Given those facts, for Crowely to assert an equivalency between claims that George Bush is a "war criminal" or even a "terrorist" with the bile being spewed toward Barack Obama is perverse in the extreme.  But to Crowley, the conclusions of Gen. Taguba ("there is no longer any doubt as to whether the current administration has committed war crimes") is the equivalent of the lynch mob's crusade against Obama because they both contain mean and aggressive accusations, so what's the difference?

It's certainly reasonable to object to the term "terrorist" as excessive or incendiary rhetoric when applied to Bush (particularly since that term is nothing more than a political tool and has no real, discernible meaning), but Crowley's eagerness to equate accusations made against Obama with ones made against George Bush without any regard whatsoever to whether the accusations are true vividly illustrates the core sickness of the modern Beltway journalist:  namely, that balance renders truth irrelevant, and the desire to ingratiate oneself to the establishment outweighs all.  

Crowley -- and all of his journalistic comrades -- should immediately read the extraordinarily incisive speech given this week by McClatchy Washington Bureau Chief John Walcott when he accepted the I.F. Stone Medal for Journalistic Independence, an award received for McClatchy's skeptical and aggressive investigative reporting scrutinizing the Bush administration's pre-war Iraq claims (claims which TNR mindlessly ingested and vocally regurgitated):

Instead of being members of the Fourth Estate, too many Washington reporters have been itching to move up an estate or two, to become part of the Establishment or share in the good times. I.F. Stone, on the other hand, knew well that reporters, by definition, are outsiders. After Stone died, Pat Oliphant drew a marvelous cartoon of him standing at the gates of heaven, holding a pencil and a notebook. Like all great political cartoons, it says more than words ever could. St. Peter is on the phone to a Higher Authority, and he's saying: "Yes, that I.F. Stone, Sir. He says he doesn't want to come in — he'd rather hang around out here, and keep things honest."

Being an outsider, a gadfly, a muckracker, isn’t always as much fun as being an insider, a celebrity journalist on TV and the lecture circuit. Worse, in these troubled economic times for the news media, it makes enemies, sometimes powerful ones, and it can offend readers, advertisers — and, as conditions in our business continue to worsen — potential employers in public relations and other industries. . . .

Relying on The Times, or McClatchy or any other news source, for all the truth is dumb, but it's infinitely preferable to the pernicious philosophical notions that there is no such thing as truth, that truth is relative, or that, as some journalists seem to believe, it can be found midway between the two opposing poles of any argument. . . .

Does the truth lie halfway between say, slavery and abolition, or between segregation and civil rights, or between communism and democracy? If you quote Dietrich Bonhoeffer or Winston Churchill, in other words, must you then give equal time and credence to Hitler and Joseph Goebbels? If you write an article that's critical of John McCain, are you then obligated to devote an identical number of words to criticism of Barack Obama, and vice versa?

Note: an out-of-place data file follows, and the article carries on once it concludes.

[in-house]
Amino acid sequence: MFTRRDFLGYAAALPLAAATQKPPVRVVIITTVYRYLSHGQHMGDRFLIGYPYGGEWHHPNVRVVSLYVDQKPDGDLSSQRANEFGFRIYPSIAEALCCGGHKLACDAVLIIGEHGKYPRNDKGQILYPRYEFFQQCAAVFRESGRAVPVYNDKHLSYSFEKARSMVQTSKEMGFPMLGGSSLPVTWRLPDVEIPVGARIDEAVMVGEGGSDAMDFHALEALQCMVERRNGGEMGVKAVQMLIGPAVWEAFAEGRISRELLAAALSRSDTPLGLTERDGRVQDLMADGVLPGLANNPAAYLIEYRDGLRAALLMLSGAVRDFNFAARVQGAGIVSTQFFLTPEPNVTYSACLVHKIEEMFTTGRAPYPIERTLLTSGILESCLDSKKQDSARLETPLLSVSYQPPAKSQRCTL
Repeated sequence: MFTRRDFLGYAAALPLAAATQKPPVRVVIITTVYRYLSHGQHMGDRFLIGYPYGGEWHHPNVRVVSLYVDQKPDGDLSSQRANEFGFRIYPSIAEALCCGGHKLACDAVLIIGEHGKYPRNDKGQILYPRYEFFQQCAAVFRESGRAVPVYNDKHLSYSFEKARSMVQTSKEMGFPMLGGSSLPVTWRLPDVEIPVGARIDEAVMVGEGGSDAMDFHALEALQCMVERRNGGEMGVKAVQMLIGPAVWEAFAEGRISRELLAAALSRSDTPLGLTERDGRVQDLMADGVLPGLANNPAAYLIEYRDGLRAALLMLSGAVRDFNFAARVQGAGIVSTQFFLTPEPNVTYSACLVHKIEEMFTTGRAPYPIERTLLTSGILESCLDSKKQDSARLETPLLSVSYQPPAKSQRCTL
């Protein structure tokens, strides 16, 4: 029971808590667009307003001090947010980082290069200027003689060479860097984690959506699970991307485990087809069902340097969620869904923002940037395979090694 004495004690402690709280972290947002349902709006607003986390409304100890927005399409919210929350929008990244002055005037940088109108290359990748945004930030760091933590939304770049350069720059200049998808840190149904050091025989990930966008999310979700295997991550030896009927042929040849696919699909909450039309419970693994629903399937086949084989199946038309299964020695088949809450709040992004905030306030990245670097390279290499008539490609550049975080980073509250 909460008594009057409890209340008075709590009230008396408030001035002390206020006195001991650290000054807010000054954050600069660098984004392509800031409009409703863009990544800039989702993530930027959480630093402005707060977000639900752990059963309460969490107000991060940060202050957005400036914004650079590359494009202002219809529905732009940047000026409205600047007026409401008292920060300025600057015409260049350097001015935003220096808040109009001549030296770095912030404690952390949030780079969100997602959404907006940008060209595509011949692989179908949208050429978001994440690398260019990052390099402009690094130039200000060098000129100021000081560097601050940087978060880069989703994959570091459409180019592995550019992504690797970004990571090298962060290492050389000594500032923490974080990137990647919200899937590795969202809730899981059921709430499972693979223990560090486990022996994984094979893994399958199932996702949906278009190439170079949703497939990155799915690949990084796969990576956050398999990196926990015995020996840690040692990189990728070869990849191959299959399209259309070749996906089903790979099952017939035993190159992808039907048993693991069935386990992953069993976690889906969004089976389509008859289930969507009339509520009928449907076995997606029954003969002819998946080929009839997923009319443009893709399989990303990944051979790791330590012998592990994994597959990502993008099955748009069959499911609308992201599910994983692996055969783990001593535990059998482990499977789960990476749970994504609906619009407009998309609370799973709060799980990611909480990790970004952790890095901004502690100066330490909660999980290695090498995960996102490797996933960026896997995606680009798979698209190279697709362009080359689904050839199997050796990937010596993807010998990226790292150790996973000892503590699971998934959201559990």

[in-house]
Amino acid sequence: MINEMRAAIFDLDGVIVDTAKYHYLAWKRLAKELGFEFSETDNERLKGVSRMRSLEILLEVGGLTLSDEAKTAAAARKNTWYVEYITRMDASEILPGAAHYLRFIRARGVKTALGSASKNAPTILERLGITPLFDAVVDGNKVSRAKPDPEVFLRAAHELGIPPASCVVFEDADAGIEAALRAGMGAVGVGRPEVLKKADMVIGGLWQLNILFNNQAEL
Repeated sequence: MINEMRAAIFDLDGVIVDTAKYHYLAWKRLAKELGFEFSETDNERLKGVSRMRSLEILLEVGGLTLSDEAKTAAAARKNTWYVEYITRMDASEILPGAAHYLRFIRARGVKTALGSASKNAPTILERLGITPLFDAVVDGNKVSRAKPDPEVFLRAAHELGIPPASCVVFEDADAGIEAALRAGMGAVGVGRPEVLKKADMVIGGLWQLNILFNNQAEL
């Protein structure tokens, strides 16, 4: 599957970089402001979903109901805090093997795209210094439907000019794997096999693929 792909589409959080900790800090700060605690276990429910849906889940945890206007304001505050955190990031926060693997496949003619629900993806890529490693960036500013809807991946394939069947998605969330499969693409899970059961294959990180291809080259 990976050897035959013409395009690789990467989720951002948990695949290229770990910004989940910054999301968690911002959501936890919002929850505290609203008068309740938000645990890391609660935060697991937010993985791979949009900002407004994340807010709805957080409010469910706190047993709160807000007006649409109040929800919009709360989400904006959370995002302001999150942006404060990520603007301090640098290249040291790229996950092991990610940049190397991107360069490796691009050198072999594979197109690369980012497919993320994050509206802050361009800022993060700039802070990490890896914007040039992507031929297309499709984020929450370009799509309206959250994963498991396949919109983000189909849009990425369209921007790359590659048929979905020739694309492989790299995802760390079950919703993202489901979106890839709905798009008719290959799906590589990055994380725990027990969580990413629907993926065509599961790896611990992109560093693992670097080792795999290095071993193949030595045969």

I'm not one who believes -- even with an election less than 30 days away -- that liberal pundits should avoid making points that can be used by "the other side."  Political writers aren't and shouldn't be campaign operatives, and their primary obligation should be to write the truth as they see it, even if that truth undermines "their side."  

Crowley's crime here isn't that he undermined a pro-Obama talking point.  It's that he reflexively asserted equivalencies where there plainly are none because that's how journalists like him show how Fair, Objective and Reasonable they are (some people on the Left called Bush a terrorist so that makes these coordinated McCain/Palin Munich beer hall rallies unnotable).  Worst of all, he equated the two without even pretending to consider whether the two things he was equating were true or false.  That is why Crowley's defense of the McCain mobs as nothing unusual is so typical, and so illustrative of the core corruption of our journalistic class.  The two sides are always the same, even when they're not.

* * * * * * *

I was really sorry to read that Dean Barnett -- formerly of Hugh Hewitt's blog and now a Contributor at The Weekly Standard -- is in ICU battling his latest and, by all appearances, most serious attack yet of cystic fibrosis.  Dean is one of those very rare advocates on the Right who, despite embracing deeply misguided political views, is almost uniformly honest in his writing and quite amiable in his personal interaction.  I developed somewhat of a friendship with Dean over the last couple of years by e-mail and appeared with him a few times when he guest-hosted The Hugh Hewitt Show, where we argued vigorously though constructively -- the kind of political arguments I wish were more possible.   And I particularly respect the courageous way he talks candidly about his battles with cystic fibrosis, a truly awful and almost invariably fatal disease for which there is no cure.

Dean gave an interview just a few days ago to Pundit Fight, where he talked about numerous topics, including the exchanges he and I had.  Whatever you personally do to send someone best wishes would be well-deserved in Dean's case.

Glenn Greenwald